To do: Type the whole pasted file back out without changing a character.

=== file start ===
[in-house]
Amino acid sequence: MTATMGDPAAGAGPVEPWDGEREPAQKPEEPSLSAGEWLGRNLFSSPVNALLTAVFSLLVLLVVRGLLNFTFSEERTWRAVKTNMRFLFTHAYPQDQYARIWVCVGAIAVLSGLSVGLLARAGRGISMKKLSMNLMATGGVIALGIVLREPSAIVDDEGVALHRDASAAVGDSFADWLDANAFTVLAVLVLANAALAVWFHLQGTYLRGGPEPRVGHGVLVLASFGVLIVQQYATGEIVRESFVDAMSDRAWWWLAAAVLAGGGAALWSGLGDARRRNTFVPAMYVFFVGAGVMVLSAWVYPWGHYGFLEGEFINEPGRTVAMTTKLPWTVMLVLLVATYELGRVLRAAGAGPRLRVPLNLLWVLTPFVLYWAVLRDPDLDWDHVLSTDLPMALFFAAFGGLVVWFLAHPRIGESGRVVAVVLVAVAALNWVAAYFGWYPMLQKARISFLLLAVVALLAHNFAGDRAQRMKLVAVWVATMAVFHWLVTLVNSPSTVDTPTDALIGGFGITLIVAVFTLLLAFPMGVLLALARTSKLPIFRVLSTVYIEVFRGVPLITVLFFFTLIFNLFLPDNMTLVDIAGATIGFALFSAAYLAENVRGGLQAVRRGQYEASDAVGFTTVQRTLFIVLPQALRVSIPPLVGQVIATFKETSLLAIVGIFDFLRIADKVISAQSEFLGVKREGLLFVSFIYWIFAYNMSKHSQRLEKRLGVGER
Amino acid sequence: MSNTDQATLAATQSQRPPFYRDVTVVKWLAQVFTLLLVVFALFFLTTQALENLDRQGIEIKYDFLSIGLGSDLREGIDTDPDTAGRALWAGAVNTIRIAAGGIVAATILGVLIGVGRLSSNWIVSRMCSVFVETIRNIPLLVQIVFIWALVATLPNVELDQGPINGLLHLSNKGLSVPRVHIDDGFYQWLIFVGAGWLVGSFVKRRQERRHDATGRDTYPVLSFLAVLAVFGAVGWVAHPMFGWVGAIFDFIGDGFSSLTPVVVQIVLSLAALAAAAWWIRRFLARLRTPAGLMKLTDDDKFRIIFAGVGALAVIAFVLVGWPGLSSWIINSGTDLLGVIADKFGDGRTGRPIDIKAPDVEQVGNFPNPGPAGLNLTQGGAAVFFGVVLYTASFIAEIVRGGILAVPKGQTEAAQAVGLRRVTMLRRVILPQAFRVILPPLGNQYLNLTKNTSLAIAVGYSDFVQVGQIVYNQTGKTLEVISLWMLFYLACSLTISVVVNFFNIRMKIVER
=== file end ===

[in-house]
Amino acid sequence: MTATMGDPAAGAGPVEPWDGEREPAQKPEEPSLSAGEWLGRNLFSSPVNALLTAVFSLLVLLVVRGLLNFTFSEERTWRAVKTNMRFLFTHAYPQDQYARIWVCVGAIAVLSGLSVGLLARAGRGISMKKLSMNLMATGGVIALGIVLREPSAIVDDEGVALHRDASAAVGDSFADWLDANAFTVLAVLVLANAALAVWFHLQGTYLRGGPEPRVGHGVLVLASFGVLIVQQYATGEIVRESFVDAMSDRAWWWLAAAVLAGGGAALWSGLGDARRRNTFVPAMYVFFVGAGVMVLSAWVYPWGHYGFLEGEFINEPGRTVAMTTKLPWTVMLVLLVATYELGRVLRAAGAGPRLRVPLNLLWVLTPFVLYWAVLRDPDLDWDHVLSTDLPMALFFAAFGGLVVWFLAHPRIGESGRVVAVVLVAVAALNWVAAYFGWYPMLQKARISFLLLAVVALLAHNFAGDRAQRMKLVAVWVATMAVFHWLVTLVNSPSTVDTPTDALIGGFGITLIVAVFTLLLAFPMGVLLALARTSKLPIFRVLSTVYIEVFRGVPLITVLFFFTLIFNLFLPDNMTLVDIAGATIGFALFSAAYLAENVRGGLQAVRRGQYEASDAVGFTTVQRTLFIVLPQALRVSIPPLVGQVIATFKETSLLAIVGIFDFLRIADKVISAQSEFLGVKREGLLFVSFIYWIFAYNMSKHSQRLEKRLGVGER
Amino acid sequence: MSNTDQATLAATQSQRPPFYRDVTVVKWLAQVFTLLLVVFALFFLTTQALENLDRQGIEIKYDFLSIGLGSDLREGIDTDPDTAGRALWAGAVNTIRIAAGGIVAATILGVLIGVGRLSSNWIVSRMCSVFVETIRNIPLLVQIVFIWALVATLPNVELDQGPINGLLHLSNKGLSVPRVHIDDGFYQWLIFVGAGWLVGSFVKRRQERRHDATGRDTYPVLSFLAVLAVFGAVGWVAHPMFGWVGAIFDFIGDGFSSLTPVVVQIVLSLAALAAAAWWIRRFLARLRTPAGLMKLTDDDKFRIIFAGVGALAVIAFVLVGWPGLSSWIINSGTDLLGVIADKFGDGRTGRPIDIKAPDVEQVGNFPNPGPAGLNLTQGGAAVFFGVVLYTASFIAEIVRGGILAVPKGQTEAAQAVGLRRVTMLRRVILPQAFRVILPPLGNQYLNLTKNTSLAIAVGYSDFVQVGQIVYNQTGKTLEVISLWMLFYLACSLTISVVVNFFNIRMKIVER